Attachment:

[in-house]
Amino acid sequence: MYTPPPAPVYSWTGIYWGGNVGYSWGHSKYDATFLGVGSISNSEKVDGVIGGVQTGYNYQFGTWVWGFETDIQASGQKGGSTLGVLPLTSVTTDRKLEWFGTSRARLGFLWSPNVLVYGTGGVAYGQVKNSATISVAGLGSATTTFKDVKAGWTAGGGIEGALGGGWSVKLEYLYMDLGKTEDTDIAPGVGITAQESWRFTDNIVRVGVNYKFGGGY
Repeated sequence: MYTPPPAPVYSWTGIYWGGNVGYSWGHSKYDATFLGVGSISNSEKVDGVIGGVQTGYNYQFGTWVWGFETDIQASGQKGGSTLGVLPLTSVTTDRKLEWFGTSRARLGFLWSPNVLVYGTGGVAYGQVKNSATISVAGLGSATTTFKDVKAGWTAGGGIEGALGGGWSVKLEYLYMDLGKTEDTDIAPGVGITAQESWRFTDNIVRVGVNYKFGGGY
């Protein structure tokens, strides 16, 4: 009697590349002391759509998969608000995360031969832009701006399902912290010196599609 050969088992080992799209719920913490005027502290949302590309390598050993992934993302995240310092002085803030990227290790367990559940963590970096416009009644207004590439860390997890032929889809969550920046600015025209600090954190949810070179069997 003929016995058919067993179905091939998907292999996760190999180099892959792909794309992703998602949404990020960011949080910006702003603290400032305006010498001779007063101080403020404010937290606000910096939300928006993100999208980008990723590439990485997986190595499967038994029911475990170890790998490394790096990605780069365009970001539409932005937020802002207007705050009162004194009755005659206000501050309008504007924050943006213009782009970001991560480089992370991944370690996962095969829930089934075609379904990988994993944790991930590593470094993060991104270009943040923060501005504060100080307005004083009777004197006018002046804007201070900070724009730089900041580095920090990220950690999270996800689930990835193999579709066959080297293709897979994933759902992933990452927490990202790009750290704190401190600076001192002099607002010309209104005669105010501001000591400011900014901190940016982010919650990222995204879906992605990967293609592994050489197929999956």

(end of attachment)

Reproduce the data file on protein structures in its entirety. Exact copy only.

[in-house]
Amino acid sequence: MYTPPPAPVYSWTGIYWGGNVGYSWGHSKYDATFLGVGSISNSEKVDGVIGGVQTGYNYQFGTWVWGFETDIQASGQKGGSTLGVLPLTSVTTDRKLEWFGTSRARLGFLWSPNVLVYGTGGVAYGQVKNSATISVAGLGSATTTFKDVKAGWTAGGGIEGALGGGWSVKLEYLYMDLGKTEDTDIAPGVGITAQESWRFTDNIVRVGVNYKFGGGY
Repeated sequence: MYTPPPAPVYSWTGIYWGGNVGYSWGHSKYDATFLGVGSISNSEKVDGVIGGVQTGYNYQFGTWVWGFETDIQASGQKGGSTLGVLPLTSVTTDRKLEWFGTSRARLGFLWSPNVLVYGTGGVAYGQVKNSATISVAGLGSATTTFKDVKAGWTAGGGIEGALGGGWSVKLEYLYMDLGKTEDTDIAPGVGITAQESWRFTDNIVRVGVNYKFGGGY
């Protein structure tokens, strides 16, 4: 009697590349002391759509998969608000995360031969832009701006399902912290010196599609 050969088992080992799209719920913490005027502290949302590309390598050993992934993302995240310092002085803030990227290790367990559940963590970096416009009644207004590439860390997890032929889809969550920046600015025209600090954190949810070179069997 003929016995058919067993179905091939998907292999996760190999180099892959792909794309992703998602949404990020960011949080910006702003603290400032305006010498001779007063101080403020404010937290606000910096939300928006993100999208980008990723590439990485997986190595499967038994029911475990170890790998490394790096990605780069365009970001539409932005937020802002207007705050009162004194009755005659206000501050309008504007924050943006213009782009970001991560480089992370991944370690996962095969829930089934075609379904990988994993944790991930590593470094993060991104270009943040923060501005504060100080307005004083009777004197006018002046804007201070900070724009730089900041580095920090990220950690999270996800689930990835193999579709066959080297293709897979994933759902992933990452927490990202790009750290704190401190600076001192002099607002010309209104005669105010501001000591400011900014901190940016982010919650990222995204879906992605990967293609592994050489197929999956």